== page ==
How to Use Either, Neither, Or, and Nor Correctly

But if you use neither, then make sure your sentence does not have any other negatives preceding it. If you prefer to use a negative, then you want to use either. Jay had seen neither the snake nor the wasp's nest on the next tree, and was preparing to stake his tarp in that less-than-safe location.

Difference Between Non and None - DifferenceBetween

Apr 07, 2013· No, none, non, no one etc. are some of the words in English language that are very confusing for students of English. This is because of the fact that all these words have similar meanings. However, despite similarities, there are two words non and none that …

None | Definition of None by Lexico

'She will have none of it, she refuses to bow to the lowest instincts of people who are rotten to start with.' 'As for the fabled influence of women on men, Mrs. Woolf will have none of it.' 'Yet Brewer regards this as a nostalgic reverie and will have none of it.' 'But when I …

No, none and none of - English Grammar Today - Cambridge .

None is the pronoun form of no. None means 'not one' or 'not any'. We use it as a pronoun to replace countable and uncountable nouns. We use it as subject or object: Slorne stared … and seemed to try …

None of us: plural or singular? | English Grammar

Nov 01, 2013· LauraM. You are saying that there are not any people in the group but you are still referring to the single group, therefor making it singular. Actually, "none of us" is plural as typically it's the equivalent of saying "we" which is plural. But on the other hand "none" by itself can be plural or singular depending on the context.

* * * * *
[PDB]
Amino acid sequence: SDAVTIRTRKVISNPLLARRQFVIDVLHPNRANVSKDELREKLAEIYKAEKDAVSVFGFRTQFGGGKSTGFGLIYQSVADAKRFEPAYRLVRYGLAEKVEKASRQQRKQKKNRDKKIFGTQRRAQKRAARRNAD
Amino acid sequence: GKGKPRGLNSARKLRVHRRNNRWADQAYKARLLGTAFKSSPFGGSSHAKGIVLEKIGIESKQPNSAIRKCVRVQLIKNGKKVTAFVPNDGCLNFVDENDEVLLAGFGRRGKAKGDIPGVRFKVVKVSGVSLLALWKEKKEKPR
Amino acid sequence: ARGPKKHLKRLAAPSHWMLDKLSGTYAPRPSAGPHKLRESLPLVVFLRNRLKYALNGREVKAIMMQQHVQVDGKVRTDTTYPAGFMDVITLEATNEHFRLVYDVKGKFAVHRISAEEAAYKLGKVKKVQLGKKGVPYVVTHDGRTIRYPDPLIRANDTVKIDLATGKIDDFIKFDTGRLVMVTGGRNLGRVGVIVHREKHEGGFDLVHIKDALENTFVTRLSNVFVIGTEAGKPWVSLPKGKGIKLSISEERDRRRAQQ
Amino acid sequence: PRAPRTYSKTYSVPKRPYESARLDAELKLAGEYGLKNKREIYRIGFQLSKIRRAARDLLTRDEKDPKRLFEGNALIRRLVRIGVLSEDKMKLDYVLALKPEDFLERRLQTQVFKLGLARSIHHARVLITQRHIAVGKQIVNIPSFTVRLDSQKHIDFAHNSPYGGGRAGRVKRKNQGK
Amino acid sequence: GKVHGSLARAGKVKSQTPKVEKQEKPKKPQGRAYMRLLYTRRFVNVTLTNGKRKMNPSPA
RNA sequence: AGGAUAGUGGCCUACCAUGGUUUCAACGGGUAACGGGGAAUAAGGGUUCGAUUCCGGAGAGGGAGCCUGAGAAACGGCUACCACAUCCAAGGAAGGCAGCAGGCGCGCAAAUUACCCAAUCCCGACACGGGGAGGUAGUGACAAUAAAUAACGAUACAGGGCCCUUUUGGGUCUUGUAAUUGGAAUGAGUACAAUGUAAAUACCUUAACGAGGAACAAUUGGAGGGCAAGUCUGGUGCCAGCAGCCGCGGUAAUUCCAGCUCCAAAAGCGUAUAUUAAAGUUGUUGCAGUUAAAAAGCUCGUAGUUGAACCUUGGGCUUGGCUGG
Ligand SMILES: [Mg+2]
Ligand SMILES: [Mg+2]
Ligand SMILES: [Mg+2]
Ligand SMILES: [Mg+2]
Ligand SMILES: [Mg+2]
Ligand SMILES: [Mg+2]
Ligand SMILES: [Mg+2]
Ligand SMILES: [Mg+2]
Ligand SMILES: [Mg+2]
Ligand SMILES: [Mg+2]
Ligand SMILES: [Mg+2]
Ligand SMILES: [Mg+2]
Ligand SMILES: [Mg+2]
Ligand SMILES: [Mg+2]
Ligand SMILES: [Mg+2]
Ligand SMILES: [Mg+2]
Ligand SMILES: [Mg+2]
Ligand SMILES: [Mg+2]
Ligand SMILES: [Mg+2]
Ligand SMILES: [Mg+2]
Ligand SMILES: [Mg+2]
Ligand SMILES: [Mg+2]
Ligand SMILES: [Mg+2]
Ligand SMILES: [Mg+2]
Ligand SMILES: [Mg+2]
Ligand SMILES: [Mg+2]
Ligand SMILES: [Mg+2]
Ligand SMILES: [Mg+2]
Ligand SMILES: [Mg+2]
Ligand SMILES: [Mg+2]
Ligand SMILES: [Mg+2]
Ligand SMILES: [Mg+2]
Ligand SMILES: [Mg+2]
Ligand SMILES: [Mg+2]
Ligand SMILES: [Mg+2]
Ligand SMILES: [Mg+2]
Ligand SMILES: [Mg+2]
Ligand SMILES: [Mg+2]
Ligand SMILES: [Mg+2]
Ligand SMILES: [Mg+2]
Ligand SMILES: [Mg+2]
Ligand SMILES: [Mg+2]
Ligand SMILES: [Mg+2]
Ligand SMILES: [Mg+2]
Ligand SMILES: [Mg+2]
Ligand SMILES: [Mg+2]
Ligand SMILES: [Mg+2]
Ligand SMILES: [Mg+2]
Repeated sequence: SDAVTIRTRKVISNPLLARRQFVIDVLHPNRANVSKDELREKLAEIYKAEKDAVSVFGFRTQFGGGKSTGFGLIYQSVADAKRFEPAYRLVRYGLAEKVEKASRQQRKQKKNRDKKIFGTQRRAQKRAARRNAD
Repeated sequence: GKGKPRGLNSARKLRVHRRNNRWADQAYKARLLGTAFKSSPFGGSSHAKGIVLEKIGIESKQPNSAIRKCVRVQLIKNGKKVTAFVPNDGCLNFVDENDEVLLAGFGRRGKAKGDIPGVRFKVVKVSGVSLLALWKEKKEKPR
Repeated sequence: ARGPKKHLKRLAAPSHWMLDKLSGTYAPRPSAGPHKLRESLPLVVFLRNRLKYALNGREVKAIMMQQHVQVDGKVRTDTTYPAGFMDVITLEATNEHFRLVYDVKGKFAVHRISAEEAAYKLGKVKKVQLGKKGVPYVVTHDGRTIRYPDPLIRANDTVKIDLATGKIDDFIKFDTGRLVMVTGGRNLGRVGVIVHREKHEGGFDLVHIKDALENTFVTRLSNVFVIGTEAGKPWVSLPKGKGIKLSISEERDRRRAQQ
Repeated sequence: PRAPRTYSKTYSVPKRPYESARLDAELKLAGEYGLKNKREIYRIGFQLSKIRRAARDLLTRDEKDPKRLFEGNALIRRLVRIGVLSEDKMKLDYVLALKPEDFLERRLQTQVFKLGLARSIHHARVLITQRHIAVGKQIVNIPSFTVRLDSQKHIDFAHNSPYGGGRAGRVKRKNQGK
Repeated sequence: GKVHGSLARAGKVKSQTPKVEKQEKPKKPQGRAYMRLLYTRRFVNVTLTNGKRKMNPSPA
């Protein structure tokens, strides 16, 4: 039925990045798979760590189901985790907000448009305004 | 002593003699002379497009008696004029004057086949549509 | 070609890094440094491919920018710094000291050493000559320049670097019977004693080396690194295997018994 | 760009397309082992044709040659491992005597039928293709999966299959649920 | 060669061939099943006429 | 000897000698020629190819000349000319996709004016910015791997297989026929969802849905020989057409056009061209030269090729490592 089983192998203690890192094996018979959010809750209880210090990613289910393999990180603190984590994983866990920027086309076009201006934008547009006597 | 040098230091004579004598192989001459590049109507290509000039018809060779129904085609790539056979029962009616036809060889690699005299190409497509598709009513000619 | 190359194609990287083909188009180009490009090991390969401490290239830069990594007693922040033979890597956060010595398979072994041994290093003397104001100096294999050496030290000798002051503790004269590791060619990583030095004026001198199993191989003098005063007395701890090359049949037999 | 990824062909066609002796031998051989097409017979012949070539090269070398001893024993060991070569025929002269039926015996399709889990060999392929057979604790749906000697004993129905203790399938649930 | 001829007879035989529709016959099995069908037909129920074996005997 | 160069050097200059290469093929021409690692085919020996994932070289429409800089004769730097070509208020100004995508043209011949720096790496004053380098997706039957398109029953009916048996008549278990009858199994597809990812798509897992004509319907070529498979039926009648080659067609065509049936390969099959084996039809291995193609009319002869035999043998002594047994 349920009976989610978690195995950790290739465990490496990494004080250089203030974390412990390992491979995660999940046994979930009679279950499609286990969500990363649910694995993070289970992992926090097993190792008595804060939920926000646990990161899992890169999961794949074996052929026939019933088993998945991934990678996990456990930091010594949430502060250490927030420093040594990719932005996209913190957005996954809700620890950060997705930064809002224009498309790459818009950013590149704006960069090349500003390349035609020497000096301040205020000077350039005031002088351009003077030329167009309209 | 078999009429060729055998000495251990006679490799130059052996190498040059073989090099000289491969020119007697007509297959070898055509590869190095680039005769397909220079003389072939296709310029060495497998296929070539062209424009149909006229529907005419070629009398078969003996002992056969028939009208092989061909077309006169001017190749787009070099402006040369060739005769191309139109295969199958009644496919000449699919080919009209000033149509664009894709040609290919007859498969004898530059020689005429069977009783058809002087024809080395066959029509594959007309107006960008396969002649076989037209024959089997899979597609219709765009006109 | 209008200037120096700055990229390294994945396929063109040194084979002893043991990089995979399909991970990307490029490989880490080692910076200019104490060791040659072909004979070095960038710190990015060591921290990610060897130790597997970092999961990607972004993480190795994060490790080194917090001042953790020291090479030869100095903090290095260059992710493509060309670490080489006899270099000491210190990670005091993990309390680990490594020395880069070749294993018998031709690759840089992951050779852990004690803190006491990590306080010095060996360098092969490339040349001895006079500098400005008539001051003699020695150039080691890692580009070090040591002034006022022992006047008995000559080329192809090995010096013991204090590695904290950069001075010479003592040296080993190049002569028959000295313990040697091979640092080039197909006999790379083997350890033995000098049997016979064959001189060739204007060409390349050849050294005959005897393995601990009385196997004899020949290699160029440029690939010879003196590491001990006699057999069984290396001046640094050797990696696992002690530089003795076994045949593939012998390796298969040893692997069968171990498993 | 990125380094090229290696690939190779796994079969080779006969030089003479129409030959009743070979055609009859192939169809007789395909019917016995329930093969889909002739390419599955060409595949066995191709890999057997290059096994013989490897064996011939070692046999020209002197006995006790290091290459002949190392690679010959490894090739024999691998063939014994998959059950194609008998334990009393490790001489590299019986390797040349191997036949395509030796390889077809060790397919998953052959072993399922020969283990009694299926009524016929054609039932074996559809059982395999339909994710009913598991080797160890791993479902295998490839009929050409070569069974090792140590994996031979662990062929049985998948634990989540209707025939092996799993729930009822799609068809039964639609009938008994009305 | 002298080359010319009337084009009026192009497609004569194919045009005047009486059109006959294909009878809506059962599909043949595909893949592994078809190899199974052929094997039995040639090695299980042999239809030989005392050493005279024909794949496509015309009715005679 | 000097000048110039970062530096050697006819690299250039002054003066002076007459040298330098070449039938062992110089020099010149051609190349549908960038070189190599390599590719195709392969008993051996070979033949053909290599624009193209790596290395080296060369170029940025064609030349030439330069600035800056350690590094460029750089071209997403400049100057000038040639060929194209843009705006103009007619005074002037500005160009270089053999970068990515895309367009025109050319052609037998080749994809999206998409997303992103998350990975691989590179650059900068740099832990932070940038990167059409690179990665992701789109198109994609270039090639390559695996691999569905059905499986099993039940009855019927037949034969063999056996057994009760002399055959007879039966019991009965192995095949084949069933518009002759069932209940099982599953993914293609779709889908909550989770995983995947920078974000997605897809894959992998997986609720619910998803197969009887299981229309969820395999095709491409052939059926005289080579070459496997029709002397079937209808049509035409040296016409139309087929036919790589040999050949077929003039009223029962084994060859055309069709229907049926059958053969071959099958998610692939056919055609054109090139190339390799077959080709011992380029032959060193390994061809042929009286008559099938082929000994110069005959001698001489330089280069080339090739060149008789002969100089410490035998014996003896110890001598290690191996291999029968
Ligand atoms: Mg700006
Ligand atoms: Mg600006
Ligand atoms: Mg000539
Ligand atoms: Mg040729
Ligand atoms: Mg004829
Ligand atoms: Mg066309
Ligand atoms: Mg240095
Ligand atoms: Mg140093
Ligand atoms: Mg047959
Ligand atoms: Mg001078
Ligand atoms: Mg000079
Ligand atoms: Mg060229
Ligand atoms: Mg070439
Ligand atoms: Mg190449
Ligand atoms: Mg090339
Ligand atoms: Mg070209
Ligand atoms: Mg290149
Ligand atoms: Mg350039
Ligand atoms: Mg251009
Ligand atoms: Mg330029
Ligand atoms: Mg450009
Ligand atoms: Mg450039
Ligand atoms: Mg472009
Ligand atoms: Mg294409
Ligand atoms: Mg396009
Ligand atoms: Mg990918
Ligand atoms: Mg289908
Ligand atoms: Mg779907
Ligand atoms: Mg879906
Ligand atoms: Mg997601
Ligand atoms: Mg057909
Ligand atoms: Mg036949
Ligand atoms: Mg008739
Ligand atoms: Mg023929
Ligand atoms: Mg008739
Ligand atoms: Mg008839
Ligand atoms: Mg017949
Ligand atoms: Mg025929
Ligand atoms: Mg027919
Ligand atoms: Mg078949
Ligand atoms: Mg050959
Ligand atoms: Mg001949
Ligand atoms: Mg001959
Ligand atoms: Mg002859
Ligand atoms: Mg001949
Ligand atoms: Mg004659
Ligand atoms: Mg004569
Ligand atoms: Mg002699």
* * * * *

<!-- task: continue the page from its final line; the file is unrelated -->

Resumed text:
None - definition of none by The Free Dictionary

Both options are acceptable in this sentence: None of the conspirators has (or have) been brought to trial. When none is modified by almost, however, it is difficult to avoid treating the word as a plural: Almost none of the officials were (not was) interviewed by the committee.

TypeError: slice indices must be integers or None or have .

When running the code in IDLE gives the following error: 2 Answers 2. In 3.x, int/int gives a float. which is not an int. makes half a float. to make half an int, as needed for its use in the slice in line 16. you saved me a lot of frustration man. thanks.! Able to work, never found to have such a usage before.

None Has Or None Have? - ENGLISH FORUMS

Jul 13, 2011· Either a singular or a plural verb is acceptably used in a sentence such as None of the conspirators has (or have) been brought to trial. When none is modified by almost, however, it is difficult to avoid treating the word as a plural: Almost none of the …

None of them have/has? | Yahoo Answers

Dec 31, 2008· none always goes with have Many people seem to have been taught (mistakenly) that none always means "not one" (as in, None of the chickens is hatched). But most authorities have always believed that none is closer in meaning to "not any (of them)" than to "not one (of them)."

conjunctions - "None is" or "none are" - English Language .

Grammatically, both these are fine. 1: There are grammarians in this room, but none of them has the right to prohibit this usage. 2: There are grammarians in this room, but none of them have the right to prohibit this usage either. As the above links show, singular and plural are both perfectly common.